While initial episodes felt like an ode to his real-life persona with little character progression, we’re slowly seeking a more vulnerable side of Onew’s character Lee Chi Hoon, starting from his guilt and regret he on being unable to save a patient – questioning his ability and worth as a professional. Loveeeed it. I want more.
Also liking resident Koreans of Urk, Daniel Spencer (Jasper Cho Tae Kwan) and Re Ye Hwa (Jeon Soo Jin). The pair seems incredibly quirky and I can’t help but feel their characters have a lot more depth than they seem. Let’s see how they contribute to upcoming episodes.
Urk as the premise of devastation
Descendants is presented as war drama, or at least, largely revolves around it. The premise itself provides plenty of opportunity for situations that leave viewers gripping the edge of their seats in anticipation. It’s a little too early to judge but up till now I feel like we haven’t really gotten into the meat of things, or experienced real conflict, save for a couple of gun threats and blood. As we officially approach the mid-way mark this week, I’m keeping my fingers crossed for this to change. Show, go ahead and gut us good.
The filming location spanned several areas in Greece, namely Zakynthos, Arachova and Lemnos. Talk about high budget. But while the exotic locations aren’t the main factor behind the show’s stellar viewership, its sepia-tinted views and gorgeous sceneries of beach and sea are a definite plus and do set up an air of mystery and the unknown – the perfect recipe for disaster yay. On a side note, I particularly enjoyed how the characters fit seamlessly into Urk, and we get to see a lot of the town and its natural scenery.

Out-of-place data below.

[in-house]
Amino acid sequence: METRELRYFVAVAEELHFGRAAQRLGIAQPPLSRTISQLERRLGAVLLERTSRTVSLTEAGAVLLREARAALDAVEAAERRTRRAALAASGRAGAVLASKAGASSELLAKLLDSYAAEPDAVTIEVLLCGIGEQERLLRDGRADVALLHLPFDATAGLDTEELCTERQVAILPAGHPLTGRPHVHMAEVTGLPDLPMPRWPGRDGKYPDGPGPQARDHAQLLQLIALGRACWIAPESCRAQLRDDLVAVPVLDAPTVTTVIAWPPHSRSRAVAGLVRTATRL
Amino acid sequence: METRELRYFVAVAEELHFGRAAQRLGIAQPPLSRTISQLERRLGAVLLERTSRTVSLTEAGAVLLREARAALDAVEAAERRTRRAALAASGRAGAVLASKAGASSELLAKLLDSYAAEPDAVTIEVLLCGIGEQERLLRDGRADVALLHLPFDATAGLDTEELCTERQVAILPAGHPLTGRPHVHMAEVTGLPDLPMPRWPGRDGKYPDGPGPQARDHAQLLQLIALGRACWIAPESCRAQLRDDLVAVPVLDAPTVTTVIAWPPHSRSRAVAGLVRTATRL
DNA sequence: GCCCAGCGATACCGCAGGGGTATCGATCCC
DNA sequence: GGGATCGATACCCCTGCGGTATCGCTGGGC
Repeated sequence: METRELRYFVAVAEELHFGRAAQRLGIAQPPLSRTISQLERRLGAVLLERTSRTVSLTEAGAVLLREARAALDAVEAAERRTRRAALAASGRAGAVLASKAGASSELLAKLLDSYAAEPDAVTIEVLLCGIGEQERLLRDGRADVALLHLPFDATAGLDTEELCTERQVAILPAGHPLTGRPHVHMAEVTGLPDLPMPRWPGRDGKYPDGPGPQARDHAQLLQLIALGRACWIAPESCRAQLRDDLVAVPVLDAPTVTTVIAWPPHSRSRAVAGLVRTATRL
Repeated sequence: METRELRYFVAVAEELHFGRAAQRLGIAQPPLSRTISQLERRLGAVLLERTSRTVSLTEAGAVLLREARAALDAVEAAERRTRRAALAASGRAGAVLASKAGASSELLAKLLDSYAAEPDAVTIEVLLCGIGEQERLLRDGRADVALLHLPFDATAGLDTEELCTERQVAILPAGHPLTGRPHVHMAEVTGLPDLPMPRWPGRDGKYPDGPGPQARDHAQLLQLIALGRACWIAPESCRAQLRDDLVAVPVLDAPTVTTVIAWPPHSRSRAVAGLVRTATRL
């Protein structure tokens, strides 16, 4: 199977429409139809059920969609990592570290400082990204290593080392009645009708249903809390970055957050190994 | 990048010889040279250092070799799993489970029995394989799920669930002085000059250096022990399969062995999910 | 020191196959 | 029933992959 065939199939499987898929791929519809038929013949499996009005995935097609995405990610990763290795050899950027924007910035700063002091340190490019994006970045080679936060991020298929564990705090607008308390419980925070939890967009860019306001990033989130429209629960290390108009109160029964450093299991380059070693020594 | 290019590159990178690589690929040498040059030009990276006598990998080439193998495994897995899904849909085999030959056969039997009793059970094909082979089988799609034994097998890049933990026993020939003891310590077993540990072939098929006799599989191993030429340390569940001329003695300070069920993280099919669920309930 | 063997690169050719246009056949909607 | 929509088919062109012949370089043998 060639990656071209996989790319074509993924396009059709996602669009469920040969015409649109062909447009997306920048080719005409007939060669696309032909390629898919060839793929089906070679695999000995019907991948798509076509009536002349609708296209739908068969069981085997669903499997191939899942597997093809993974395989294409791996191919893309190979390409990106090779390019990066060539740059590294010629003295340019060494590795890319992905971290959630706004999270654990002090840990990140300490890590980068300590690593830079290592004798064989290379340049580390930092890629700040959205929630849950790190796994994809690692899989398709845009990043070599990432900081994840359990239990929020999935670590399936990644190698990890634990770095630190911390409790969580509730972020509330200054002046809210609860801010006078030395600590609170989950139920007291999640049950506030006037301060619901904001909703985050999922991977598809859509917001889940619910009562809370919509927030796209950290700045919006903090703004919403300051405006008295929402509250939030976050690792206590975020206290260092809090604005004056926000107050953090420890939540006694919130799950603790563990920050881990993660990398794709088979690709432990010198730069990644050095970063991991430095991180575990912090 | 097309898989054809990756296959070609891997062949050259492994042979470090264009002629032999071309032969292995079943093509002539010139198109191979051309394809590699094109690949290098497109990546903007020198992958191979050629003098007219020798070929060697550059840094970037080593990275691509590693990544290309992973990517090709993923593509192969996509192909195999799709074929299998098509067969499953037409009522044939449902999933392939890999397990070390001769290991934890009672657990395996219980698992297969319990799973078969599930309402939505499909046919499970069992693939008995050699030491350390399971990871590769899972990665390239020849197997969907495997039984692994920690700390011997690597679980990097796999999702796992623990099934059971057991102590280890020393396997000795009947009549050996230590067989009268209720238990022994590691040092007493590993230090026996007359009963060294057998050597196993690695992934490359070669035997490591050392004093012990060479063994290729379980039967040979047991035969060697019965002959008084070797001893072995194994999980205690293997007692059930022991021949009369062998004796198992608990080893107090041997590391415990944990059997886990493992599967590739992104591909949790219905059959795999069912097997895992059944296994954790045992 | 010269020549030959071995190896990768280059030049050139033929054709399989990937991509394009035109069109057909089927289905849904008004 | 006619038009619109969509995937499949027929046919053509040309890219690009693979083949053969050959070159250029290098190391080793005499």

A storyline set in stone – will this be a hit or a miss?
Descendants was completely pre-produced last year so as to allow parallel broadcasting in both Korea and China (due to the country’s strict regulations for television). And it looks that the pressure paid off, because the show wrapped up filming on December 30. I’d say the drama was lucky too, receiving an average six-figure budget per episode to really churn out a show of high production value and excellent cinematography.
But the early series wrap-up also means that the drama has the chance of being either a hit or miss, as its current golden status doesn’t rule out the possibility of ratings going wayward should the plot hit a sudden irreversible block. Things that could potentially go wrong? The conflict not being well-developed enough, love-lines being reduced to simplistic problems…the possibilities are never-ending with Kim Eun Sook dramas (for instance: Hit? Secret Garden. Miss? Heirs), and viewers and critics are mostly divided when it comes to opinions. But the devoted Descendant fan club can rest easy though – the drama seems to be heading in a safe direction with a setup that will diligently strive to evoke heartache, tears, and well-packaged romances. Presently, Descendants‘ success isn’t attributed to a bow-chicka-wow-wow story line (I’m actually afraid it’ll be disappointingly safe and medicore toward series’ end) and more of gorgeous packaging and witty dialogue, but we can’t deny that the series is definitely the current talk of the town! Keeping our fingers crossed that the drama manages a perfect balance till the end and everyone ends up happy.
So have you been following the hottest drama in K-land lately? What are your thoughts? Let us know!
Descendants of the Sun is also available on Viu, every Thursday and Friday, 8 hours after telecast in Korea! Visit viu.com or download Viu for free from Apple App Store or Google Play Store. It’s a fantastic drama app, and we highly recommend it! Go download it now.
Photo credits: KBS World Facebook